2. Gas infrastructure being stranded would be radically reduced by stopping new or replacement gas installations now.  I believe given the lower geo customer bill, the result energy bill for the gas/geo hybrid customer base would be competitive with air source heat pumps and most other options.  If you wanted to help us run that calculation, that would be great. -Audrey
  12. Is any thought being given at this stage to the inclusion of a future generation of water source appliances such as refrigerators and DHW heaters that might also be piped into district geo heating & cooling?
    1. This was answered live.  Including such appliances in the system would be fabulous and can help with thermal management.  An internet of things could help with active predictive management of the system, i.e. before a cold snap, storing extra heat in water heaters, etc.. 
  13. Audrey: For perspective on straight-line v UoP depreciation, see pages 5-8 in the doc linked to here: https://twitter.com/bobwyman/status/1445214161642868738
    1. Answered above.
  14. Could individual homeowners who are now selecting to install their own GSHP systems with an eye toward becoming a pod in a neighborhood system, decide on a "community loop-ready" system?
    1. Yes they could join the community system, however it is possible that the ground loop HX they paid for and installed would not be used.  It would depend on how the community system is structured from a utility standpoint and also from a design standpoint.
  15. To all - How do we address neighborhoods where everyone does not want to convert immediately?  Is there a minimum percentage of buildings that need to buy in to make a neighborhood conversion possible?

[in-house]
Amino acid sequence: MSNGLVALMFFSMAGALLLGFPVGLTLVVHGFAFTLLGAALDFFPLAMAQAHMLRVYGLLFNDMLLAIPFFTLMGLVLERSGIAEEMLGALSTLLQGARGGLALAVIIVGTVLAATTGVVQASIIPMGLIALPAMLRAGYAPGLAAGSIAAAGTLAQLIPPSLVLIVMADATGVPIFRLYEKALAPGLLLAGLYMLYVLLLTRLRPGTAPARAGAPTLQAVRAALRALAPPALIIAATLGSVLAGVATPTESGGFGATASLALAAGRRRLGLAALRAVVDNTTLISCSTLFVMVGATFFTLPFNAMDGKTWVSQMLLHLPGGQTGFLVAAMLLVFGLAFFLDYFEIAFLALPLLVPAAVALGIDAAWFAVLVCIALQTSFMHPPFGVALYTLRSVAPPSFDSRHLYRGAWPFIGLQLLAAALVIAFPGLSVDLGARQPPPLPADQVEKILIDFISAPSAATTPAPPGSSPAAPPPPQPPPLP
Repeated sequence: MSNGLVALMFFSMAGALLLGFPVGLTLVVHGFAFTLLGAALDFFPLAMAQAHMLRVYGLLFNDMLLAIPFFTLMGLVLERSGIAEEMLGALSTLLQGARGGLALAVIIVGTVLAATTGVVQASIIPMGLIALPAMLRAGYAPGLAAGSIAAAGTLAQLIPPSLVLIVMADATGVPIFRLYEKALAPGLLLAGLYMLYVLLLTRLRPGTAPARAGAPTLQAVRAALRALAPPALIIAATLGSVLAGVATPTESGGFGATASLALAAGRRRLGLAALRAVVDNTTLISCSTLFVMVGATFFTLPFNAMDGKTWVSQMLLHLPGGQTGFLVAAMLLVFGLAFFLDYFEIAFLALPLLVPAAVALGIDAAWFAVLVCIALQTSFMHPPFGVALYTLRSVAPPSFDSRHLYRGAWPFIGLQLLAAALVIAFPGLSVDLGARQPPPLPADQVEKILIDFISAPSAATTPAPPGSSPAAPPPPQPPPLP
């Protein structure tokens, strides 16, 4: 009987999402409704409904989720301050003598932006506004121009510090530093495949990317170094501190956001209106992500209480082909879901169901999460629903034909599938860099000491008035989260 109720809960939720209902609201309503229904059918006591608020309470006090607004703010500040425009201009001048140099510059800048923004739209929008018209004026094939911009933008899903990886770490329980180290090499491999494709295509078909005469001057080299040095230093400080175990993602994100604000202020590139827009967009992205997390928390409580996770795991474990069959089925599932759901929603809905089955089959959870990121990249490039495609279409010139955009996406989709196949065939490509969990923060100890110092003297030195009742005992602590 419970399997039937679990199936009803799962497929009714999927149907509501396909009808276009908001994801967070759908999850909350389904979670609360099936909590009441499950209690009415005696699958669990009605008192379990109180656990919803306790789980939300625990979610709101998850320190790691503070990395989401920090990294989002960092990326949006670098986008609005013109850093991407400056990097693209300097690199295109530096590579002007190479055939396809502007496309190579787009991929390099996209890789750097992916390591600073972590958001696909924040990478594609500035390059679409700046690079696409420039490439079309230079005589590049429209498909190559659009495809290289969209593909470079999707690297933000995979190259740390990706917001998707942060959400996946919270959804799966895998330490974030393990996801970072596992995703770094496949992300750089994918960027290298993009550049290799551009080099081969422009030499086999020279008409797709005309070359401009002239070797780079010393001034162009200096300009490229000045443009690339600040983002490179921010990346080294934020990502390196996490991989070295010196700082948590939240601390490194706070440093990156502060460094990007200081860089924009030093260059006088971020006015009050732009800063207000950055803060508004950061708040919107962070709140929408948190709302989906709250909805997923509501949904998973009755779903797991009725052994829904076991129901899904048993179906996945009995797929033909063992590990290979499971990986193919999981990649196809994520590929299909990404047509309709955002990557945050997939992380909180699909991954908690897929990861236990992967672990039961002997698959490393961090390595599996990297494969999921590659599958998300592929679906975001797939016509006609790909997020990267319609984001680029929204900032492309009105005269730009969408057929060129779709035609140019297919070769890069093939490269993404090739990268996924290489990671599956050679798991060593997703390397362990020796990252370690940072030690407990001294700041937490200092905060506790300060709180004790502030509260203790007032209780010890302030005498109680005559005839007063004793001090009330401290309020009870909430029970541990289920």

1. Answered live. We don’t want to find ourselves in a situation where we make it harder for people. Under our obligation to serve, we aren’t able to remove service from customers. One idea is to co-locate geothermal systems with natural gas systems so customers could choose. We will seek input on this question.
  16. Are you getting superb cooperation from PSEG-LI and LIPA?
  17. Can the customer use a heat pump system using community geothermal which would provide heat through their existing baseboard heating system?
    1. No, baseboard heating (assuming you are referring to hot water baseboard) typically operates at high temperature (180F) and geothermal heat pumps do not have the capability to produce that high of a water temperature.  However, if more baseboard or a different type (low temperature) baseboard was installed it is possible to retrofit that system.  Geothermal systems typically operate at 120F or lower for hot water heating.  A few innovative products are now able to achieve 140F water, but that market is limited.